By 2014, the standard props used to depict alcohol consumption or cigarette smoking on set have been well-established within the film industry. But how do studios and producers handle scenes in which their shows’ characters have to light it up with some weed? Flavorwire has a fascinating piece that investigates that very question, and the short answer — like the policies around the substance — is that it’s complicated and ever-evolving.

Based on interviews with Ben Sinclair and Katja Blichfeld, creators of Brooklyn weed delivery web series High Maintenance; Stephen Falk, former executive producer of Showtime dramedy Weeds; and Doug Benson, comedian and host of interview-format web series Getting Doug with High, prop choices are based on budget constraints, personal preferences, and state laws.

Here’s how Weeds, which has a relatively big budget, handles it:

While the actors mostly “smoked” herbal cigarettes, the massive quantities of prop weed the show required (think ounces, not eighths) were custom made out of moss and other plants, spray-painted, and bound together. “And they would paint individual hairs — you know how weed has purple hairs or whatever,” Falk said. “They’d get really granular with how detailed it could be.”

Since Weeds also involved a fair amount of growing, not just selling, the art department also had to supply “plants.” Entire grow houses were outfitted with plastic plants — like the fake flower you might use to spruce up your cubicle, except weed, and lots of it.

High Maintenance takes a more creative, low-budget approach:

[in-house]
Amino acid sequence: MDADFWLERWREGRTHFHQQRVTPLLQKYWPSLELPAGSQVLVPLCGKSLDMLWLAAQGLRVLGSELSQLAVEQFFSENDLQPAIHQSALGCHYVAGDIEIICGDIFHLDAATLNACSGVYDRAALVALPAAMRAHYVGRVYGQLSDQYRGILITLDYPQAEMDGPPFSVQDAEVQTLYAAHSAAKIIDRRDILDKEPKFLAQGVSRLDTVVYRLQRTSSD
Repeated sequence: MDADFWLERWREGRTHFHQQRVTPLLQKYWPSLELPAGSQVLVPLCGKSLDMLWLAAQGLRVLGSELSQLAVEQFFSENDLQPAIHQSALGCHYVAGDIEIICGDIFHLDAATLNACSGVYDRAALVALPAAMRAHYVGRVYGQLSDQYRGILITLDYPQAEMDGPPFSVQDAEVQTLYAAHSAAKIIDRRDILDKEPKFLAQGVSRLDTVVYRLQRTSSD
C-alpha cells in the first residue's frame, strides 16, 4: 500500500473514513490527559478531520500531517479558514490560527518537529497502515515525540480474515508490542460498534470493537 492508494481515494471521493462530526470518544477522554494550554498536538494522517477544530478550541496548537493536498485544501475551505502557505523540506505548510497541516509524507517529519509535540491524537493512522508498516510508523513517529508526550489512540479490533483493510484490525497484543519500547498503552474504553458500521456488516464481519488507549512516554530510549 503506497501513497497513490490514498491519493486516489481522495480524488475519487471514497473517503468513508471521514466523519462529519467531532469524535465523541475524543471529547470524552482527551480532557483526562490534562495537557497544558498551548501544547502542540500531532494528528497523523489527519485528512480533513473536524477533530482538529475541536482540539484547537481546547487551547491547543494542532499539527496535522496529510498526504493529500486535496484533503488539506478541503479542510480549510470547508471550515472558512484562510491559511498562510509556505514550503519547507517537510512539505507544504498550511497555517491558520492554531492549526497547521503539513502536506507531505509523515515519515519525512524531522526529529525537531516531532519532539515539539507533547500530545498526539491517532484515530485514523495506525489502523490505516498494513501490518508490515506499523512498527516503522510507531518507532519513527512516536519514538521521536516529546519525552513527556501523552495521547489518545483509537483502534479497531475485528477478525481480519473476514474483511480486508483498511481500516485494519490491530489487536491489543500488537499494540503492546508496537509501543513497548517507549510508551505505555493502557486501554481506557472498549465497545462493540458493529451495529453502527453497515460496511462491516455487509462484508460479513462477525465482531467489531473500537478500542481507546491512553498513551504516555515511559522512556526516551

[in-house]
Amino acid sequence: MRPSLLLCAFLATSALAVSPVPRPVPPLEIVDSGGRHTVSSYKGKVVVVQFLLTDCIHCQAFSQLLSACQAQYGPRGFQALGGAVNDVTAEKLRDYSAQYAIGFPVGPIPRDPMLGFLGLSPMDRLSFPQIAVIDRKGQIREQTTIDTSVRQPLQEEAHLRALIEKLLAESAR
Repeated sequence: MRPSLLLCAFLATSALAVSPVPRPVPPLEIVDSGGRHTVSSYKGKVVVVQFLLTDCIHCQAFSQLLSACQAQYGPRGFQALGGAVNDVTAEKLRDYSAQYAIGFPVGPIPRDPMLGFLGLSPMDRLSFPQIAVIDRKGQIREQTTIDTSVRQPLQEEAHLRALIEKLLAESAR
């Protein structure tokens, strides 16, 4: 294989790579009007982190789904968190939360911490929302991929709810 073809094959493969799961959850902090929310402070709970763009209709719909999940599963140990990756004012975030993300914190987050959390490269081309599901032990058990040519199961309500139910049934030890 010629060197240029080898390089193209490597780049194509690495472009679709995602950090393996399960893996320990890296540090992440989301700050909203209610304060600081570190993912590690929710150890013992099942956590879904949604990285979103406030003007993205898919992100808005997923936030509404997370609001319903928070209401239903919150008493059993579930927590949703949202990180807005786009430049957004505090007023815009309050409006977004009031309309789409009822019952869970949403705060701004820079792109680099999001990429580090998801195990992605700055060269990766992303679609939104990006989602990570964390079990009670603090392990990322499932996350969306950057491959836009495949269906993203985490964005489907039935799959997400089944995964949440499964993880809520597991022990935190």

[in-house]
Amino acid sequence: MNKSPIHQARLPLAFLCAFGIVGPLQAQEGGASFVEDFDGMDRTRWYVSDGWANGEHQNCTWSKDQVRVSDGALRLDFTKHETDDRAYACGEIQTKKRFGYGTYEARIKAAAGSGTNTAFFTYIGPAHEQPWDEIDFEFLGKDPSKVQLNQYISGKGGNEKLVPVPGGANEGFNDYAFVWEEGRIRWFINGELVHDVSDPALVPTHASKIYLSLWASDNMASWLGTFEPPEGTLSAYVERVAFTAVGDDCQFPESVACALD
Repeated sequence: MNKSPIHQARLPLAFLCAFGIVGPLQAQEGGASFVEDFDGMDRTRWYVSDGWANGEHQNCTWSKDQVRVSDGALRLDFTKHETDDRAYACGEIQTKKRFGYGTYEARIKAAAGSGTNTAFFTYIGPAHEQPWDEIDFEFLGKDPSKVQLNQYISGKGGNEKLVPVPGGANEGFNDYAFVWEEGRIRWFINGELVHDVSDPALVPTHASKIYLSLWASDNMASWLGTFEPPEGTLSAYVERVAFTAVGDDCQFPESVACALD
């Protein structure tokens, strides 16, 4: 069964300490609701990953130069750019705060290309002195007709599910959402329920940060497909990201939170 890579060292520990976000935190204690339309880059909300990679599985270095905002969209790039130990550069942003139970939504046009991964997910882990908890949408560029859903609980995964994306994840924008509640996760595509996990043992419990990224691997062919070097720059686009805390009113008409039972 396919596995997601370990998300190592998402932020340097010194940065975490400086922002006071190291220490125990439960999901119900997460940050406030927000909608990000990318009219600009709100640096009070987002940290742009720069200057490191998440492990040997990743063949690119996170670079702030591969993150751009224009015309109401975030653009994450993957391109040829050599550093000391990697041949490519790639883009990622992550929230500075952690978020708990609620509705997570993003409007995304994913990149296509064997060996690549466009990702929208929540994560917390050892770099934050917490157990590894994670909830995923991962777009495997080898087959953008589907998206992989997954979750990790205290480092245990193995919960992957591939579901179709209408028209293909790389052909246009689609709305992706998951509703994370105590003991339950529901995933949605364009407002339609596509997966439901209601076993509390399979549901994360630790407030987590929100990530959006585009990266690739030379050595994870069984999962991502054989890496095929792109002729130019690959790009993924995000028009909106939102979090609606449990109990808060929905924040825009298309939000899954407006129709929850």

Sinclair and Blichfeld initially had their actors smoking the contents of herbal cigarettes, slicing the props open and packing the herbs into bowls. But prop cigarettes are notoriously disgusting, so Blichfeld and Sinclair did the proper Brooklyn thing and went to their local Ditmas Park apothecary, Sacred Vibes (it has an Etsy shop!). There, they picked up a smokeable herb blend — commonly used for rolling with joints anyway — with ingredients like lavender and catnip, which they’ve been using ever since.

Since the herbal blend doesn’t actually look like weed, though, Blichfeld and Sinclair had to come up with another solution for the dealer’s actual product. So the baggies The Guy doles out to customers are actually cotton balls, doused in glue and rolled around in another herbal blend: dried parsley, cilantro, and rosemary, which gives the “weed” a “stemmy vibe.”

On set with comics like Ilana Glazer, Abbi Jacobson and Cheech and Chong, Getting Doug with High, they do the real thing:

Surprisingly, the law isn’t much of an issue when putting together a show about smoking (real) weed on camera. California has extremely accessible medical marijuana — the state law regulating it is called, no joke, SB420 — and Benson himself has a medical card, as do most of his guests. Plus, the penalty for smoking without a card is just $100, and “[I] don’t really expect anyone from law enforcement to track anyone down and squeeze them for the hundy,” Benson wrote over email.

Still, there are some logistical concerns; all guests are provided with a ride to and from the show, and there’s always an EMT on hand, though “he hasn’t had to do much. Last week he gave Michael Ian Black a lozenge.” Occasionally, comics will decline Benson’s invitation, though not for the expected reasons: “Some people don’t want their employers seeing them smoke on the Internet, or their families. But a lot of comics just don’t want to give up their sense of control while they are on camera. Most comics who smoke do so after they perform, not before or during.”

(Photo: Brett Levin)